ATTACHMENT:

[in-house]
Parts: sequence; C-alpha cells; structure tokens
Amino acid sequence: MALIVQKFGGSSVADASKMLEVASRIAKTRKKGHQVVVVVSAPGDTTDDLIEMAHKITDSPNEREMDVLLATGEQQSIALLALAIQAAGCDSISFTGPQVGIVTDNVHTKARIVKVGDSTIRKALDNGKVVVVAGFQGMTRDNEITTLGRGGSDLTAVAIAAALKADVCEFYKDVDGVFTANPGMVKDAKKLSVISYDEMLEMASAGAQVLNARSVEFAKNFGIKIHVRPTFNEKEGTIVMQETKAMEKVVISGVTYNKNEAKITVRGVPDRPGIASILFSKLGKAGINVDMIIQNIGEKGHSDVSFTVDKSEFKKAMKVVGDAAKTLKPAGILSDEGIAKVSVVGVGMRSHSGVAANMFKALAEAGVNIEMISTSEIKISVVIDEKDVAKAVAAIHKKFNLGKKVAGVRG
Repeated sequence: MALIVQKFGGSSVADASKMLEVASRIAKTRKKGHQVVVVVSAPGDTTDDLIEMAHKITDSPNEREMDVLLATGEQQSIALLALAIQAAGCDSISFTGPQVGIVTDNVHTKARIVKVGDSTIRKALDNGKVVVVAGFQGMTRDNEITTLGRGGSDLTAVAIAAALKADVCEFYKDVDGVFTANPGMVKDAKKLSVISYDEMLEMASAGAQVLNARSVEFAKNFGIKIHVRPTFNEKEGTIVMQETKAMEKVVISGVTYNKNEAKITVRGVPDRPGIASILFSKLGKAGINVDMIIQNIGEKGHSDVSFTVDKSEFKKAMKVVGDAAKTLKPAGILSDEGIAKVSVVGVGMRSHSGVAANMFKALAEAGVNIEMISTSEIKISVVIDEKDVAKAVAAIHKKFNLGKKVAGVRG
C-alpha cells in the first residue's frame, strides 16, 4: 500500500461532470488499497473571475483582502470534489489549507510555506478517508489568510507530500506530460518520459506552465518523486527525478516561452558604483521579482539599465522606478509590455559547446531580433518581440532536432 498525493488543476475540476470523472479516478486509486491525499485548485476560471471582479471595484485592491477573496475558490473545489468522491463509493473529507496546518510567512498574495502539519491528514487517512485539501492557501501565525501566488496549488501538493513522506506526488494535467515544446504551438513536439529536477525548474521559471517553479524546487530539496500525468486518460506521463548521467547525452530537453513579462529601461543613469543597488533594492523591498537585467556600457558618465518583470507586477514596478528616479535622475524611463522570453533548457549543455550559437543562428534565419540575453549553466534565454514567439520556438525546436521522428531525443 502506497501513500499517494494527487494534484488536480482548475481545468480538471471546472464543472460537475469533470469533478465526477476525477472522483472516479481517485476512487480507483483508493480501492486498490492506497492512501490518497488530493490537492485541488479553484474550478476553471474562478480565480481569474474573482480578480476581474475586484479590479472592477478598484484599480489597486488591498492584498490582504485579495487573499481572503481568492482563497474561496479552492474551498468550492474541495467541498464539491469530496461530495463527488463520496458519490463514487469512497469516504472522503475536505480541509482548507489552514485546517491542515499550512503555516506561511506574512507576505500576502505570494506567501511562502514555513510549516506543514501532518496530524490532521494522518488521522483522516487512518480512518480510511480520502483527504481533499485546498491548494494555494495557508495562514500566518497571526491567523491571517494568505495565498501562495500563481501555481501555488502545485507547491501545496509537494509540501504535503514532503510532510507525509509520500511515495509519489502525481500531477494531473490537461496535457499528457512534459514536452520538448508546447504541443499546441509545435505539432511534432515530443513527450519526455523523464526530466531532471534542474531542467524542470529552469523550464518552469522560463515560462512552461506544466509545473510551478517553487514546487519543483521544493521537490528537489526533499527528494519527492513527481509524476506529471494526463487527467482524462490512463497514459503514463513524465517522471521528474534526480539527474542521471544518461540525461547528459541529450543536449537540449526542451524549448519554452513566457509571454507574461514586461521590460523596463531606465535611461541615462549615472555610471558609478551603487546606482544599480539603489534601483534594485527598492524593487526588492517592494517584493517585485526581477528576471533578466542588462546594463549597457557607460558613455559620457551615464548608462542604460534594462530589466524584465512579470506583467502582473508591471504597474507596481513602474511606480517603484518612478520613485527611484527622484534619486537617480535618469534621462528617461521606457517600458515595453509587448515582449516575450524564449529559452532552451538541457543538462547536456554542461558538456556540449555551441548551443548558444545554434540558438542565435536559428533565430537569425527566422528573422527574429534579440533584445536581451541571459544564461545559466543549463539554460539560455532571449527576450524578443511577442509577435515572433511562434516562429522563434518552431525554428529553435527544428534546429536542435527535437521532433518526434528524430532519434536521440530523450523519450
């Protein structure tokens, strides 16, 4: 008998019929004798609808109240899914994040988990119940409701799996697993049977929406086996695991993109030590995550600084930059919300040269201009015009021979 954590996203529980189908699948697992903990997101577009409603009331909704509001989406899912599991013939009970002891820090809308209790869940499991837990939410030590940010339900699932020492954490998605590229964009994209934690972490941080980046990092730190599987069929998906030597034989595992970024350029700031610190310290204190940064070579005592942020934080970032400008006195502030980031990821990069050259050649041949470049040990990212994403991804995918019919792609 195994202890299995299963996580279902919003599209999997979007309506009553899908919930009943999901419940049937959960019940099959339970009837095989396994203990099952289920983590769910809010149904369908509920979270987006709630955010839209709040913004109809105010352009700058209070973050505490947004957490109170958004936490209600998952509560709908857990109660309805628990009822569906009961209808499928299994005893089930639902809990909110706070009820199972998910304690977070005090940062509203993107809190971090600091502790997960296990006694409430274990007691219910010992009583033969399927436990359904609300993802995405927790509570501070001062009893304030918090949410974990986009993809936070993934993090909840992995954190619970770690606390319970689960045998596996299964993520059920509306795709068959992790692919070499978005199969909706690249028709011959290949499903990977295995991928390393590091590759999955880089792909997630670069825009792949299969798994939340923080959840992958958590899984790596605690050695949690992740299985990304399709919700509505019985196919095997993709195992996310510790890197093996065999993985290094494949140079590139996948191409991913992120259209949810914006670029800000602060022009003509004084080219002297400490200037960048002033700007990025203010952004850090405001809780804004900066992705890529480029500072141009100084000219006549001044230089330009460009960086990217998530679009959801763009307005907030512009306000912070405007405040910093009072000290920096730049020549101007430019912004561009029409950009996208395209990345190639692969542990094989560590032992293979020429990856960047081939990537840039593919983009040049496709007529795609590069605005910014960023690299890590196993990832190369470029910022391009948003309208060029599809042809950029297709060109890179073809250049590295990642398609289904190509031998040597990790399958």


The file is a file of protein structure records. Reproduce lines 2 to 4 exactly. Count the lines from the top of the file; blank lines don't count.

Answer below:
Parts: sequence; C-alpha cells; structure tokens
Amino acid sequence: MALIVQKFGGSSVADASKMLEVASRIAKTRKKGHQVVVVVSAPGDTTDDLIEMAHKITDSPNEREMDVLLATGEQQSIALLALAIQAAGCDSISFTGPQVGIVTDNVHTKARIVKVGDSTIRKALDNGKVVVVAGFQGMTRDNEITTLGRGGSDLTAVAIAAALKADVCEFYKDVDGVFTANPGMVKDAKKLSVISYDEMLEMASAGAQVLNARSVEFAKNFGIKIHVRPTFNEKEGTIVMQETKAMEKVVISGVTYNKNEAKITVRGVPDRPGIASILFSKLGKAGINVDMIIQNIGEKGHSDVSFTVDKSEFKKAMKVVGDAAKTLKPAGILSDEGIAKVSVVGVGMRSHSGVAANMFKALAEAGVNIEMISTSEIKISVVIDEKDVAKAVAAIHKKFNLGKKVAGVRG
Repeated sequence: MALIVQKFGGSSVADASKMLEVASRIAKTRKKGHQVVVVVSAPGDTTDDLIEMAHKITDSPNEREMDVLLATGEQQSIALLALAIQAAGCDSISFTGPQVGIVTDNVHTKARIVKVGDSTIRKALDNGKVVVVAGFQGMTRDNEITTLGRGGSDLTAVAIAAALKADVCEFYKDVDGVFTANPGMVKDAKKLSVISYDEMLEMASAGAQVLNARSVEFAKNFGIKIHVRPTFNEKEGTIVMQETKAMEKVVISGVTYNKNEAKITVRGVPDRPGIASILFSKLGKAGINVDMIIQNIGEKGHSDVSFTVDKSEFKKAMKVVGDAAKTLKPAGILSDEGIAKVSVVGVGMRSHSGVAANMFKALAEAGVNIEMISTSEIKISVVIDEKDVAKAVAAIHKKFNLGKKVAGVRG